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Want to find the new stuff on Knitting-and.com, or read about my latest projects and discoveries? This is the place.

New Toys – a series in three parts

When I turned 33 (8 years ago, cough), I decided that everything I own that wasn’t being used or enjoyed should go and find itself a purpose in someone else’s life. And what a great idea that has turned out to be!

Last year I started making decisions about the “big stuff”. The things that cost me a lot of money or a lot of time to procure. The biggest of these things was my enormous computerised knitting machine.

A computerised knitting machine that I no longer own

I had originally bartered $1,800 worth of website work for this machine and a lot of extras but despite my love for it and the things I made on it, I just did not have the room to use it any more. So I took a deep breath and sold it on Ebay for $1,500.

And I bought things with the money. $900 was on things I planned and the rest went on our new “surprise” mortgage on what we lovingly refer to as our little crap shack. Our last home purchase was for walls and most of a roof so a crap shack is a step up. But I digress.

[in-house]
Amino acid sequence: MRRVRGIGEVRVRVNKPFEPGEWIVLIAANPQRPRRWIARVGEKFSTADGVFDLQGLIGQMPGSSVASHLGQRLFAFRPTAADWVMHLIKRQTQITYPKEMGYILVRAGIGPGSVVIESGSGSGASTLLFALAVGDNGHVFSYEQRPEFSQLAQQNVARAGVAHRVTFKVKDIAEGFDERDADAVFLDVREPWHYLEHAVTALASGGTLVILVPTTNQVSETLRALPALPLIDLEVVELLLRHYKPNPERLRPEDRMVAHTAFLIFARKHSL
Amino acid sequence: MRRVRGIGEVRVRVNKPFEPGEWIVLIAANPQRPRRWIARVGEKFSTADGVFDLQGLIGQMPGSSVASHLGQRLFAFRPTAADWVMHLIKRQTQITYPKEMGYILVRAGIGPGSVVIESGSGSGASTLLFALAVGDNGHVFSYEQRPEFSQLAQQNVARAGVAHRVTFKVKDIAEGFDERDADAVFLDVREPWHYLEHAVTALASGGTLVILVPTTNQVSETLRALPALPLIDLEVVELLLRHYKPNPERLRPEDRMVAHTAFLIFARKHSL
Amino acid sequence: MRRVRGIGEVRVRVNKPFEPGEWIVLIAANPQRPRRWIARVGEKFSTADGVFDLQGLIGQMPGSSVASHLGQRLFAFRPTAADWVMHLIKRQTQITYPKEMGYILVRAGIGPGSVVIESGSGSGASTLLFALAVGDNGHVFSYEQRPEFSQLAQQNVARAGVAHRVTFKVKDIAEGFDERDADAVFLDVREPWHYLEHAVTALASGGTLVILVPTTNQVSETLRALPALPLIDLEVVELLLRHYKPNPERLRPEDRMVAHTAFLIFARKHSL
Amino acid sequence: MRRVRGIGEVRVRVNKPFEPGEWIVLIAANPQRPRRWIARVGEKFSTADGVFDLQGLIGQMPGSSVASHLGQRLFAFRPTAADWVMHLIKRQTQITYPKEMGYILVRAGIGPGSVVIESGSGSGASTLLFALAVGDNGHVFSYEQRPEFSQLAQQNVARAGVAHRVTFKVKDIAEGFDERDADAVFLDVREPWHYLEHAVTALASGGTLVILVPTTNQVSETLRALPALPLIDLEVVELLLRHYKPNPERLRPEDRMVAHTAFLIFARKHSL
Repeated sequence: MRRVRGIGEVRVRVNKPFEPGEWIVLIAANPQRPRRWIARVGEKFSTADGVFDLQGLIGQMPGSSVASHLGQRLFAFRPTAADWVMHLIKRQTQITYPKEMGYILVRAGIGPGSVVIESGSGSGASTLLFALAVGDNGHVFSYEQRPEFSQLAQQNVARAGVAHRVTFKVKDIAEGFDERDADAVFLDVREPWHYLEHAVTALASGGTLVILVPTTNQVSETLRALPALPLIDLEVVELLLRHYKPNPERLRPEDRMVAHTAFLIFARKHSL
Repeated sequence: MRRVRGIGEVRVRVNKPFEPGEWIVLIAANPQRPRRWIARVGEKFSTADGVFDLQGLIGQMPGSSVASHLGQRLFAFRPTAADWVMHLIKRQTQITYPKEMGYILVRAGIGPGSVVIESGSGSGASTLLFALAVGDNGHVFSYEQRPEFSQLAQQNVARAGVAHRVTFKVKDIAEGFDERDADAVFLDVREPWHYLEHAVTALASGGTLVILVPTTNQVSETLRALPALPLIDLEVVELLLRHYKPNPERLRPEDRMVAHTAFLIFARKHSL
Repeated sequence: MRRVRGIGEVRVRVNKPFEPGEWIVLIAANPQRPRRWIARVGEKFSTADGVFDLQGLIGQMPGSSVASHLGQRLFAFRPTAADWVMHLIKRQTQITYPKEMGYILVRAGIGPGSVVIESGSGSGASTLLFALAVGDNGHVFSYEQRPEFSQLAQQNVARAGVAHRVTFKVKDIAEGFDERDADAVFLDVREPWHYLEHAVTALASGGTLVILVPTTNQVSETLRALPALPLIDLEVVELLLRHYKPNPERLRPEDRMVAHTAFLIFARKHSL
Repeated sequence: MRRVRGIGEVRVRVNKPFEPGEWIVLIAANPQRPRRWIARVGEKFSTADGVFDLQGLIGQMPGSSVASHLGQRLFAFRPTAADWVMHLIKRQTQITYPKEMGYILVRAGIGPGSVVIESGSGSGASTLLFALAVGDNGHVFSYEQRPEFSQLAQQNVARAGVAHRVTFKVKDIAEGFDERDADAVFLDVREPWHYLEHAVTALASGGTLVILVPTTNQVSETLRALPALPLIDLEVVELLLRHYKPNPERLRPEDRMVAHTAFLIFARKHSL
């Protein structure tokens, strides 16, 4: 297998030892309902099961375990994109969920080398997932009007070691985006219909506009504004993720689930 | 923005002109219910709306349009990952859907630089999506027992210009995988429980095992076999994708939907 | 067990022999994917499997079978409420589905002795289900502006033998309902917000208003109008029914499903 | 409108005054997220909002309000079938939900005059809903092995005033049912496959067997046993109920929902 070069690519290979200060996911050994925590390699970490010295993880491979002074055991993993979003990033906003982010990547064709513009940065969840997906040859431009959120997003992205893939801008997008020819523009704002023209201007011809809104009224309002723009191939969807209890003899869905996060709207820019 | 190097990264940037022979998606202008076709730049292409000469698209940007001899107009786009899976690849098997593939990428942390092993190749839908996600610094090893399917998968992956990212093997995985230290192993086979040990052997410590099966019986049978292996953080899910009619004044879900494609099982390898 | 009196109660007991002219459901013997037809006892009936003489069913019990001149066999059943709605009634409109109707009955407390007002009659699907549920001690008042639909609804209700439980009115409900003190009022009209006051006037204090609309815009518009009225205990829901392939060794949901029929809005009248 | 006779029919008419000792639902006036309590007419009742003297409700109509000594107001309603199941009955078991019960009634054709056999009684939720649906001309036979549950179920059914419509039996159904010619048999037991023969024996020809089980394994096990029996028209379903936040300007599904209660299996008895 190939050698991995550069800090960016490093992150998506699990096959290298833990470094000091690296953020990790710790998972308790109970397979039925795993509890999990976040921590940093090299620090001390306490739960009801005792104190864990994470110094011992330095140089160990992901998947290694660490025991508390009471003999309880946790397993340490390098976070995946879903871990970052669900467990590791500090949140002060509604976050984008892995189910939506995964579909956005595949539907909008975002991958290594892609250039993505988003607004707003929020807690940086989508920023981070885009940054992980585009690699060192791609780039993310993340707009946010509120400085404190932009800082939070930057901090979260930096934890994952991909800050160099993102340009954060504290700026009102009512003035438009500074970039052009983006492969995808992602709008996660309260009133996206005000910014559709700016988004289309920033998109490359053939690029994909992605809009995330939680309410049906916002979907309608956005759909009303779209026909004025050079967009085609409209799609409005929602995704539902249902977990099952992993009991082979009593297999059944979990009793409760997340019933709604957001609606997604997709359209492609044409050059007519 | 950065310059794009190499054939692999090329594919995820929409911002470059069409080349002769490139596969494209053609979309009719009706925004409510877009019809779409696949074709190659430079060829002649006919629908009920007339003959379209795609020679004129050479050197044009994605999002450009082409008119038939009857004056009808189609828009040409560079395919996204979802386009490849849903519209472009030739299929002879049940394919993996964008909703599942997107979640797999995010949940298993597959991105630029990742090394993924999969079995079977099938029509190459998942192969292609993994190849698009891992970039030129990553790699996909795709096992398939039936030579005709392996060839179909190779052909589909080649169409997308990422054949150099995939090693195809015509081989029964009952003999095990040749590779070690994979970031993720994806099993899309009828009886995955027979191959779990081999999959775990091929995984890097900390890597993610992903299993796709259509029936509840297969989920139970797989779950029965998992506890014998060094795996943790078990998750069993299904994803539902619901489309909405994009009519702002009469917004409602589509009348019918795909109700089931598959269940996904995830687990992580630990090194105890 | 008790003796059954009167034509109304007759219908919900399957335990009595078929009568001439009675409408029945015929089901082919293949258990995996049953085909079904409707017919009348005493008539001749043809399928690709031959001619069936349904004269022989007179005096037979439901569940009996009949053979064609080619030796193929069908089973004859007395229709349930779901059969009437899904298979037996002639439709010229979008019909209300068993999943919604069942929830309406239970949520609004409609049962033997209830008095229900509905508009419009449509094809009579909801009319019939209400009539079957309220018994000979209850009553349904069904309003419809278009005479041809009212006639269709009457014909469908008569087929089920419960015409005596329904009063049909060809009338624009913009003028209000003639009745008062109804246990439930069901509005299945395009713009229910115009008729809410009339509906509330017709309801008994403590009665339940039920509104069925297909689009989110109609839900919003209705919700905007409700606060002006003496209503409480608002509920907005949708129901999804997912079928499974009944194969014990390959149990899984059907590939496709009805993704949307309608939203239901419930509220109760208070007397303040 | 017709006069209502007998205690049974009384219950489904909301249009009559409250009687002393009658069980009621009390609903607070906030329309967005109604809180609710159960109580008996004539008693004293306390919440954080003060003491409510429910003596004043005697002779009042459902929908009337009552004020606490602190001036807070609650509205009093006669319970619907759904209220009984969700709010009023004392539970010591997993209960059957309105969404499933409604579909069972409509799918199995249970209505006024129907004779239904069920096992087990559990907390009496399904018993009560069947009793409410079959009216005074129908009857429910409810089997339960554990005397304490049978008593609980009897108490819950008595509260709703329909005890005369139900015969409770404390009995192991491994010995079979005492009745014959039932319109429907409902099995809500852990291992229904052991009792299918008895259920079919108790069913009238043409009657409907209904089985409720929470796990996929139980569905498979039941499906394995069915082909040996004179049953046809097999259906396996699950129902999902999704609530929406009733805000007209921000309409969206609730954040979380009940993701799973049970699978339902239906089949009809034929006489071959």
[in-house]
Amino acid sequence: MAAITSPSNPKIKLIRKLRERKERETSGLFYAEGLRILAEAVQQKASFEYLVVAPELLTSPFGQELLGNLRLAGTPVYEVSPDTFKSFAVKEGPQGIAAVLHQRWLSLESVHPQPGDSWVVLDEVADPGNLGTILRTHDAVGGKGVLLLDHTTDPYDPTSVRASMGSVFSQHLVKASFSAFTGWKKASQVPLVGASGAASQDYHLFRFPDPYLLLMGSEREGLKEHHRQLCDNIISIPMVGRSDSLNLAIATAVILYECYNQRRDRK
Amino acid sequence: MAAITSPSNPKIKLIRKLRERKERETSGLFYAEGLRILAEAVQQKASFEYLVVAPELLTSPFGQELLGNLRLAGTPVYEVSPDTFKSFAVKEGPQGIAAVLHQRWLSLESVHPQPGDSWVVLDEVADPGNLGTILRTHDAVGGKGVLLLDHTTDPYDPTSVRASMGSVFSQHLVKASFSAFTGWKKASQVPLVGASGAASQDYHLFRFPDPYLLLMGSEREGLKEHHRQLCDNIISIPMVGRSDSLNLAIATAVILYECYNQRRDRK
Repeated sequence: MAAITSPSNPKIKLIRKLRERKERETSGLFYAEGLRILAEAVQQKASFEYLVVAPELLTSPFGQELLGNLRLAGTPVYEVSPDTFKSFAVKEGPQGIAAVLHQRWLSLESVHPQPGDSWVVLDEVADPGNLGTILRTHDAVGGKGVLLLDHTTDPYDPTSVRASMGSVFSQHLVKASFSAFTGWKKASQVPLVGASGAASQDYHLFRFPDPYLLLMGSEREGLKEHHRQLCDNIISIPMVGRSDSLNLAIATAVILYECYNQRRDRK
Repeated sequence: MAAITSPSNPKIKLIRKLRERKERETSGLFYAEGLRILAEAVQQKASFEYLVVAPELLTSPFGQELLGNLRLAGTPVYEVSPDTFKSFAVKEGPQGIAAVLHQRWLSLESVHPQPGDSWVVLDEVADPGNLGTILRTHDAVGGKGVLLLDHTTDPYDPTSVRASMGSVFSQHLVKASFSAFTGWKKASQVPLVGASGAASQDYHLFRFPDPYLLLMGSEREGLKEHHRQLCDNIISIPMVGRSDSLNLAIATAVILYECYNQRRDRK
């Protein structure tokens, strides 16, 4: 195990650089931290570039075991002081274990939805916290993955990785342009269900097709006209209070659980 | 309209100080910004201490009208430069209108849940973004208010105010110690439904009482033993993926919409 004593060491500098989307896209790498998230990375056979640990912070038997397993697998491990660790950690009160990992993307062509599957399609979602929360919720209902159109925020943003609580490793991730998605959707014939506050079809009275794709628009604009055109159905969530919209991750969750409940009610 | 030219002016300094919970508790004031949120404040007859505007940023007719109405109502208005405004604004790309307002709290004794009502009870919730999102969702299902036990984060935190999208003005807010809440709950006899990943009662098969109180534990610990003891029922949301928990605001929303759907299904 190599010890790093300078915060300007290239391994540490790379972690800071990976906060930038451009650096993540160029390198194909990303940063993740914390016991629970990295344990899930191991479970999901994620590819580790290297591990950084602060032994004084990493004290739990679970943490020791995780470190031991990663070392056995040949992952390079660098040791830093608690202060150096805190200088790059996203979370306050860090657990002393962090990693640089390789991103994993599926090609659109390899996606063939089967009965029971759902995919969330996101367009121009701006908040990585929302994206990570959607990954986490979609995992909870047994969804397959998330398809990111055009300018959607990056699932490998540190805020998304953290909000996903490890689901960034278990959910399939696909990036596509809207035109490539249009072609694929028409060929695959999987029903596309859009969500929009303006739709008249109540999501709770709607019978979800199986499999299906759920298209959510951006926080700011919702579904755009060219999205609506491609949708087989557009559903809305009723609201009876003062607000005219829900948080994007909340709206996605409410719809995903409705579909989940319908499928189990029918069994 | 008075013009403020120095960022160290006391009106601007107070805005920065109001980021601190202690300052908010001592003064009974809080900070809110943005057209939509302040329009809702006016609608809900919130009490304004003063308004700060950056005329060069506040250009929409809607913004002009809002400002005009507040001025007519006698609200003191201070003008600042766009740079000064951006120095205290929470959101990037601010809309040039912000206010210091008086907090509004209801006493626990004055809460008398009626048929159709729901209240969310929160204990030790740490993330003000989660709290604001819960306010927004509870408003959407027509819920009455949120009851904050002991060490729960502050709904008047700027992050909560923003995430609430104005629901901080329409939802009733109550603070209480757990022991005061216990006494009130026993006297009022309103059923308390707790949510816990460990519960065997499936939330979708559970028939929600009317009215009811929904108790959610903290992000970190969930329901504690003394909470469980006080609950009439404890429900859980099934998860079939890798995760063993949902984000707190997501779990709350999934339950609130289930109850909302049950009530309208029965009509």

I bought stuff. Cool stuff. Informational stuff. Some of it is even “learn things you never thought you’d get to” stuff.

My biggest purchase was a Journey attache case charkha made by Jonathan Bosworth. Most people call them Bosworth charkhas because without Jonathan they just wouldn’t be the same. Here are some pictures of my new love πŸ™‚

In the bag.

Bosworth atache case charkha in the bag

The bags on the website are all made of patterned fabrics so I asked if they had any plain ones that weren’t listed. They had just one left and it was exactly the colour I was after. Of course I wanted a plain bag so I could decorate it with a loomed flower brooch.